Student council creates an engaging school environment

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Members of the MFL MarMac High School Student Council, with adviser Megan Schellhorn (front, far left), included (front, left to right) Allison Corlett, Bryce Burke, Chaun’te Drahn, Becca Harms, Cassie Cahoon, Nicholas Larson; (back) Josie Kleinow, Brenna Boland, Skylar Moser, Sierra Wiebensohn, Chelbe Feuerhelm and Coltin Ball. (Photo by Audrey Posten)

By Audrey Posten, North Iowa Times Editor

MFL MarMac High School’s student council works regularly to create an engaging school environment.

“We try to do things throughout the year to keep students excited,” said student council president Allison Corlett.

That begins the day students arrive back to school, with candy left at their lockers. It continues with homecoming, as the student council designs shirts, establishes fun days and helps line up everyone for the parade. For Red Ribbon Week, members organize dress-up days and the sale of bracelets. A few other activities throughout the year include recognizing student birthdays (and half-birthdays), ordering pizza for staff during parent teacher conferences and observing days for administrative professionals and bus drivers.

“Every month they do something,” noted adviser Megan Schellhorn. “Those little events are big in that they bring together the high school. It’s huge with the culture of the kids.”

The student council’s two most recognizable undertakings include organizing the annual Veterans Day program along with cancer awareness activities, held in January the last few years.

These activities mean a lot, noted Corlett and fellow student council member Chaun’te Drahn, because they also involve the community.

For Veterans Day, that involves honoring local service men and women. This year’s program featured a Quilts of Valor presentation to 11 World War II veterans. A first for the program, Drahn said it made the experience even more engaging.

“This year, we also included the history of World War II, to bring out the importance,” she said.

For the cancer awareness activities, which include the sale of T-shirts, observances at a wrestling meet and basketball games, a program with a special speaker, a balloon release and more, community members are invited to show awareness for all types of cancers.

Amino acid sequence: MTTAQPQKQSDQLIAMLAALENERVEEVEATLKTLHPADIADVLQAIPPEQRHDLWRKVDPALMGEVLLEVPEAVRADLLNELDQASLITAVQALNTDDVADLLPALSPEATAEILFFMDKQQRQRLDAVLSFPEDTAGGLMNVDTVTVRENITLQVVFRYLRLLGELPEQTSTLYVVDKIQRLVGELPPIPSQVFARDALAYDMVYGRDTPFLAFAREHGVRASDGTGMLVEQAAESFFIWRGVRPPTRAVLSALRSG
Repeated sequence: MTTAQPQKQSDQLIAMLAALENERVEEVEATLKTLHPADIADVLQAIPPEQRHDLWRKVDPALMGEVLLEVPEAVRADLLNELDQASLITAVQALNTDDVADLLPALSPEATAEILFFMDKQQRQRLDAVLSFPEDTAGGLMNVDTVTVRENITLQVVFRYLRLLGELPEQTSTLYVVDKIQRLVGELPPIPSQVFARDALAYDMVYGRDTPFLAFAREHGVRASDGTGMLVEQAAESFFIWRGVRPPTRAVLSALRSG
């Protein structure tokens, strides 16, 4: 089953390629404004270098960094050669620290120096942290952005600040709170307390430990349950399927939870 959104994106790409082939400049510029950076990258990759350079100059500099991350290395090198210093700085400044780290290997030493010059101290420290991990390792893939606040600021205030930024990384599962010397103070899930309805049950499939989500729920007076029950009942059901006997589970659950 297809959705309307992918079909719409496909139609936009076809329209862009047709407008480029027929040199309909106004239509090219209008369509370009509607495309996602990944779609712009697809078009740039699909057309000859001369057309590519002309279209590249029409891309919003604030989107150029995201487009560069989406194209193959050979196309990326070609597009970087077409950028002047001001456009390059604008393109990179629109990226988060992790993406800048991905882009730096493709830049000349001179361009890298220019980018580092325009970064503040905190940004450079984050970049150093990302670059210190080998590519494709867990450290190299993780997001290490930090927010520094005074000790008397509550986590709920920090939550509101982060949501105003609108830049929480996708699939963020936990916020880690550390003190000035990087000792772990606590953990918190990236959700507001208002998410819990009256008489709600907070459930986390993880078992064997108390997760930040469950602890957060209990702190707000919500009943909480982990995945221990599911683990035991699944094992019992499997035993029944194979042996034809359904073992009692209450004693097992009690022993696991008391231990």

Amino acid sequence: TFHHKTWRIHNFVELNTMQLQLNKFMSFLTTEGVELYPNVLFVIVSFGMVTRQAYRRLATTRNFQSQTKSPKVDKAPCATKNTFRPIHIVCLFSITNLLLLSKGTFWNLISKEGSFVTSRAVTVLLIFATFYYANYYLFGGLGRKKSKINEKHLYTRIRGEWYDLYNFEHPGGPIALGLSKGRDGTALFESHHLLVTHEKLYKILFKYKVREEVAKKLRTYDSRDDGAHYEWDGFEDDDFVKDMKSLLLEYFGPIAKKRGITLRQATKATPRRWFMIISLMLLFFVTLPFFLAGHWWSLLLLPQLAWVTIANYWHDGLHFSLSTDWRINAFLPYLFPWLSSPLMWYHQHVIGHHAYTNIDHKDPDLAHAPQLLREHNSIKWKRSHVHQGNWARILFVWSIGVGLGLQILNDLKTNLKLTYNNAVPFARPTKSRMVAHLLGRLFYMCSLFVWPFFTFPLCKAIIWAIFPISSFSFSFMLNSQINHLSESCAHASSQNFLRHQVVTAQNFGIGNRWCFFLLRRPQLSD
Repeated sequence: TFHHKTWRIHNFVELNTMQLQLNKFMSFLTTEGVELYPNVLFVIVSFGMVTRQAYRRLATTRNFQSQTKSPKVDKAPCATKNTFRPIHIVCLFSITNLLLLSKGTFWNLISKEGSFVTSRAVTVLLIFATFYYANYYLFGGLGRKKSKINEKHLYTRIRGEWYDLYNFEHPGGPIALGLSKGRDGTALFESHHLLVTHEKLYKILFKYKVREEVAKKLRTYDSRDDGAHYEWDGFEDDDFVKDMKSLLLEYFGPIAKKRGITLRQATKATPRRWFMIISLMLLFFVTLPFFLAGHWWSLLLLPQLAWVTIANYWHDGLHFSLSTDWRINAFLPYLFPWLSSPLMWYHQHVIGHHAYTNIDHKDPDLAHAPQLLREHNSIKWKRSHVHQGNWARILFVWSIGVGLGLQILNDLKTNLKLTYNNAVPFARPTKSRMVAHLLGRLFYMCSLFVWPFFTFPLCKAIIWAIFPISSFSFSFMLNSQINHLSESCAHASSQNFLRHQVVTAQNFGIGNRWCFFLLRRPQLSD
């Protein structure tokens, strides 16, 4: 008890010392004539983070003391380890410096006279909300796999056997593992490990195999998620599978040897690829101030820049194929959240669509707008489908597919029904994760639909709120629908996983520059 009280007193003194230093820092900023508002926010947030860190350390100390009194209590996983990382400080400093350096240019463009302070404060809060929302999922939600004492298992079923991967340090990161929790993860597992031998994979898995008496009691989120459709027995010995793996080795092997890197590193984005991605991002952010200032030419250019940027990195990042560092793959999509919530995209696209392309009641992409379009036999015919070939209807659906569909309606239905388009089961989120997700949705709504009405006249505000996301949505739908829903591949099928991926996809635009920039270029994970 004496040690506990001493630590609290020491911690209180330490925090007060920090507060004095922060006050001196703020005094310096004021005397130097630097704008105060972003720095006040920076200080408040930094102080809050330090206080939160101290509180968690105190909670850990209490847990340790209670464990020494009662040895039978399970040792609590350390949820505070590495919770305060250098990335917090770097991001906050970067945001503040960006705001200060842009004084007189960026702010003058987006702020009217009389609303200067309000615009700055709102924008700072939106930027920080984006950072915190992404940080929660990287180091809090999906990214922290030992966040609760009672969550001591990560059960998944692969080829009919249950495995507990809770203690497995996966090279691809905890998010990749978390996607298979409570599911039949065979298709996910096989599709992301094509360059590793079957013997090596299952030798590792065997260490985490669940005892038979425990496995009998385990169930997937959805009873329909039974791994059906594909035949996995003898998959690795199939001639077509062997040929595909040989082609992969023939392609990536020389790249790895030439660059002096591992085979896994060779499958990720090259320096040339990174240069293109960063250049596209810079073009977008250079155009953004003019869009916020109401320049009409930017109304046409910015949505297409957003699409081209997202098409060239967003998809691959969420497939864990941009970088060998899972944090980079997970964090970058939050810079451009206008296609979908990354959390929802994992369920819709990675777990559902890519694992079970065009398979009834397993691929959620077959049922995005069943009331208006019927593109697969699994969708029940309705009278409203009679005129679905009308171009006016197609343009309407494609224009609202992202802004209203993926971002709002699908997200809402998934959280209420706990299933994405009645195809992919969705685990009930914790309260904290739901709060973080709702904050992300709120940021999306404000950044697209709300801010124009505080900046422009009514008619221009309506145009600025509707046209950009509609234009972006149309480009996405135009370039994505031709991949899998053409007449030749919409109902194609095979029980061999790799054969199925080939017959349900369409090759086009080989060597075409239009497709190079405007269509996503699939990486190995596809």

“By opening it up to all cancers, it engages a lot more people,” Drahn said. “The community is very supportive.”

It was inspiring, said Drahn, who’s a basketball player, to enter the gym and see the stands filled with colored T-shirts, each representing a different cancer.

Last year, the student council received the Kelly Neiber Award for community involvement from the Iowa Association of Student Councils, in recognition of organizing the cancer awareness activities. Winning the award was a confidence boost, Drahn said.

“It let us know that you can get the community more involved,” she said.

With that knowledge, student council members attended the annual conference of the Iowa Association of Student Councils last month and led two sessions about community involvement. Corlett spoke about Veterans Day while Drahn and Bryce Burke presented on the cancer awareness event.

Corlett and Drahn said one of the things they enjoy most about student council is involvement, both among themselves and other students.

“The participation among students is great to see,” Drahn said. “And when you have those big events, to see all the work behind it, you appreciate it more.”

“I like to be behind the scenes. You feel like you did something good,” Corlett said, adding that she enjoys helping to make school not just about work, but about a bit of fun, too.

Being involved in student council also helps make students leaders, Corlett said.

It allows students to show different leadership qualities and choose the roles they want to take, Schellhorn added.

“It’s an opportunity to grow as a person and touch people at school and in the community,” she said. “This group, they are amazing leaders. They know how to lead and get other people on the bus.”

That comes from sharing ideas, Drahn said.

“We incorporate everyone’s ideas. Your opinion matters,” she said. “If you have a passion for the school, think your opinions can make a difference, and give your time and effort, then student council is the place to be.”

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